Non-GAAP net income and EPS. We define non-GAAP net income as net income excluding expenses related to SBC and, as applicable, other special items less the related tax effects, as well as net income (loss) from discontinued operations. The tax effects of SBC and, as applicable, other special items are calculated using the tax-deductible portion of SBC, and, as applicable, other special items, and applying the entity-specific, U.S. federal and blended state tax rates.  We define non-GAAP EPS as non-GAAP net income divided by the weighted average outstanding shares, on a fully-diluted basis. We consider these non-GAAP financial measures to be useful metrics for management and investors for the same reasons that Google uses non-GAAP operating income and non-GAAP operating margin. However, in order to provide a complete picture of our recurring core business operating results, we exclude from non-GAAP net income and non-GAAP EPS the tax effects associated with SBC and, as applicable, other special items. Without excluding these tax effects, investors would only see the gross effect that excluding these expenses had on our operating results. The same limitations described above regarding Google’s use of non-GAAP operating income and non-GAAP operating margin apply to our use of non-GAAP net income and non-GAAP EPS. Management compensates for these limitations by providing specific information regarding the GAAP amounts excluded from non-GAAP net income and non-GAAP EPS and evaluating non-GAAP net income and non-GAAP EPS together with net income and EPS calculated in accordance with GAAP.

Free cash flow. We define free cash flow as net cash provided by operating activities less capital expenditures. We consider free cash flow to be a liquidity measure that provides useful information to management and investors about the amount of cash generated by the business that, after the acquisition of property and equipment, including information technology infrastructure and land and buildings, can be used for strategic opportunities, including investing in our business, making strategic acquisitions, and strengthening the balance sheet. Analysis of free cash flow also facilitates management’s comparisons of our operating results to competitors’ operating results. A limitation of using free cash flow versus the GAAP measure of net cash provided by operating activities as a means for evaluating Google is that free cash flow does not represent the total increase or decrease in the cash balance from operations for the period because it excludes cash used for capital expenditures during the period. Our management compensates for this limitation by providing information about our capital expenditures on the face of the statement of cash flows and under the caption “Management’s Discussion and Analysis of Financial Condition and Results of Operations” in our Quarterly Report on Form 10-Q and Annual Report on Form 10-K. Google has computed free cash flow using the same consistent method from quarter to quarter and year to year.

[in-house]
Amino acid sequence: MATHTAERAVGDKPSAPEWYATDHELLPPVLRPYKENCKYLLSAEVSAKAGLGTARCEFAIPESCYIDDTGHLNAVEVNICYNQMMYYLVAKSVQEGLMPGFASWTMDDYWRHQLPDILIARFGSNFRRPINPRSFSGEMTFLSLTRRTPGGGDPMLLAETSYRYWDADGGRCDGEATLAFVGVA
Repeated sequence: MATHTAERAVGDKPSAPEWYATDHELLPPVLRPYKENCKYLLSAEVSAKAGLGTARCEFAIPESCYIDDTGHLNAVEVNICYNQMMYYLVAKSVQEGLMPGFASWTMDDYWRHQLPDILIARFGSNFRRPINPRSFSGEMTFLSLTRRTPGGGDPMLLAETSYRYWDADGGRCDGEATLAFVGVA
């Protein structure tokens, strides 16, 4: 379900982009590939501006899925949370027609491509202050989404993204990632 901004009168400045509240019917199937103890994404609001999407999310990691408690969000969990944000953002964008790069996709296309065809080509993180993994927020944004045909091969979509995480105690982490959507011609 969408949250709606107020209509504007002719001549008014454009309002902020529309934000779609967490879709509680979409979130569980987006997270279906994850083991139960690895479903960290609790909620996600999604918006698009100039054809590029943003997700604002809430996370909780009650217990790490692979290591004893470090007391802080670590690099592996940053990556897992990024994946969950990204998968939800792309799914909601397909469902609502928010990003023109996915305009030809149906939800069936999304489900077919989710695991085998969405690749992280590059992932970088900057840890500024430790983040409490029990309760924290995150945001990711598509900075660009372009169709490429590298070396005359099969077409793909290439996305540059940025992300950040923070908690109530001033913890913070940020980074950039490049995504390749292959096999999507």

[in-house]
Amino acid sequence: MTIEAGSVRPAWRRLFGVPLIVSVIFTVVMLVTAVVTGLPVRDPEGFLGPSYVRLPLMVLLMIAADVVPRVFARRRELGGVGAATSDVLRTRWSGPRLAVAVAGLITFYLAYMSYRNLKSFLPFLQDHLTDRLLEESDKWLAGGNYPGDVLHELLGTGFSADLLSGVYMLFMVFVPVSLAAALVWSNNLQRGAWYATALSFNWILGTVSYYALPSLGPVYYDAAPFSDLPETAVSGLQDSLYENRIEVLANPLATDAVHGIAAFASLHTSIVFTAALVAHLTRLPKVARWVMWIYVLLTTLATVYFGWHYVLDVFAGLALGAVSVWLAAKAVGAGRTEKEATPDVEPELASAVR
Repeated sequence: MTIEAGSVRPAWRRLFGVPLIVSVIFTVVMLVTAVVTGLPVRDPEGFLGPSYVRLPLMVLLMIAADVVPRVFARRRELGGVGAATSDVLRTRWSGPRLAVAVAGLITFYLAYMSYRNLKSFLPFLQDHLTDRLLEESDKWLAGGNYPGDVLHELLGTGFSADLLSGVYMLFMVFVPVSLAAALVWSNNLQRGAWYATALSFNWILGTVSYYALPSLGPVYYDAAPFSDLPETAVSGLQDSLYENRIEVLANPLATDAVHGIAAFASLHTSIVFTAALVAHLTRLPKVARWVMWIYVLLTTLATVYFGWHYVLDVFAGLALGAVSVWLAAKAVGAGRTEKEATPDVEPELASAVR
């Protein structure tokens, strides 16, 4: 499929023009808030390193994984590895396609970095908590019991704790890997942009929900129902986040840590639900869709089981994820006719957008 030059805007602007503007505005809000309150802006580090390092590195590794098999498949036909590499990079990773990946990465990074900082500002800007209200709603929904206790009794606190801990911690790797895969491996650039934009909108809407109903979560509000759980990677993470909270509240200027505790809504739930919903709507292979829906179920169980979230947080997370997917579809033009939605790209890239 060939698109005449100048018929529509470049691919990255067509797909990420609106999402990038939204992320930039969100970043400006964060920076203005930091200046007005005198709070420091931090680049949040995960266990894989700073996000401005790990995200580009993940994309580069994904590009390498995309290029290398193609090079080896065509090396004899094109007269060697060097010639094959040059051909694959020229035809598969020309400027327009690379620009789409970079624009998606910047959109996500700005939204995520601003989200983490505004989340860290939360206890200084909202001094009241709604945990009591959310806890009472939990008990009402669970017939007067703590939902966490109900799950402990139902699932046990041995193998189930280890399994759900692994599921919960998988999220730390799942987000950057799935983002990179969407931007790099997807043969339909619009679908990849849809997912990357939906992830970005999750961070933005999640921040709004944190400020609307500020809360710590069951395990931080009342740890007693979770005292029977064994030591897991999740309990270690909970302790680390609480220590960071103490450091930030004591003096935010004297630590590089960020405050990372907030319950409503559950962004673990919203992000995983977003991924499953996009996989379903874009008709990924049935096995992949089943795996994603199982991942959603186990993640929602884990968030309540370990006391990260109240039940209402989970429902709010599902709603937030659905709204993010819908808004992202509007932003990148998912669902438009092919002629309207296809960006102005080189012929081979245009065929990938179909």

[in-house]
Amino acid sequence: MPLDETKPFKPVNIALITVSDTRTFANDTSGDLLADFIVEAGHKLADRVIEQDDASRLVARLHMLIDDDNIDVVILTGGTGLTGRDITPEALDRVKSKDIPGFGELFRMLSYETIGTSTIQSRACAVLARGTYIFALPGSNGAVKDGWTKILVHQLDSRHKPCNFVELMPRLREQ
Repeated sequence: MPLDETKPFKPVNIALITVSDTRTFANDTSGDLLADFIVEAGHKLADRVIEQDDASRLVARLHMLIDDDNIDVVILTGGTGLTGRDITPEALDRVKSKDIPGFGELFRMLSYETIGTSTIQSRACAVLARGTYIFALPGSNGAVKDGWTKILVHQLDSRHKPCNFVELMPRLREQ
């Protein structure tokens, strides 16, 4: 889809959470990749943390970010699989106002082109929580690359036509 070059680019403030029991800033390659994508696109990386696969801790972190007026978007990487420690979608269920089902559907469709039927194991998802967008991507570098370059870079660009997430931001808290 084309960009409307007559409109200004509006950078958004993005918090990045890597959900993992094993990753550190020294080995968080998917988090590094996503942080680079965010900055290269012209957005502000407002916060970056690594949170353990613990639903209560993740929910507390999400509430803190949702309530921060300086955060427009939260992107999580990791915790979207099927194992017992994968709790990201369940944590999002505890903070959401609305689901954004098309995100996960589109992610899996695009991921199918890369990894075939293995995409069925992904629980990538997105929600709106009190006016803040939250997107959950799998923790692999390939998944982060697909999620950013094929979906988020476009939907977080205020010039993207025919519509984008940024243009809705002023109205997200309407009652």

Non-GAAP international revenues. We define non-GAAP international revenues as international revenues excluding the impact of foreign exchange rate movements and hedging activities. Non-GAAP international revenues are calculated by translating current quarter revenues using prior quarter and prior year exchange rates, as well as excluding any hedging gains realized in the current quarter. We consider non-GAAP international revenues as a useful metric as it facilitates management’s internal comparison to our historical performance.

The accompanying tables have more details on the non-GAAP financial measures that are most directly comparable to GAAP financial measures and the related reconciliations between these financial measures.

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Google Earnings Released: Revenue Up 19%, But Stock Falls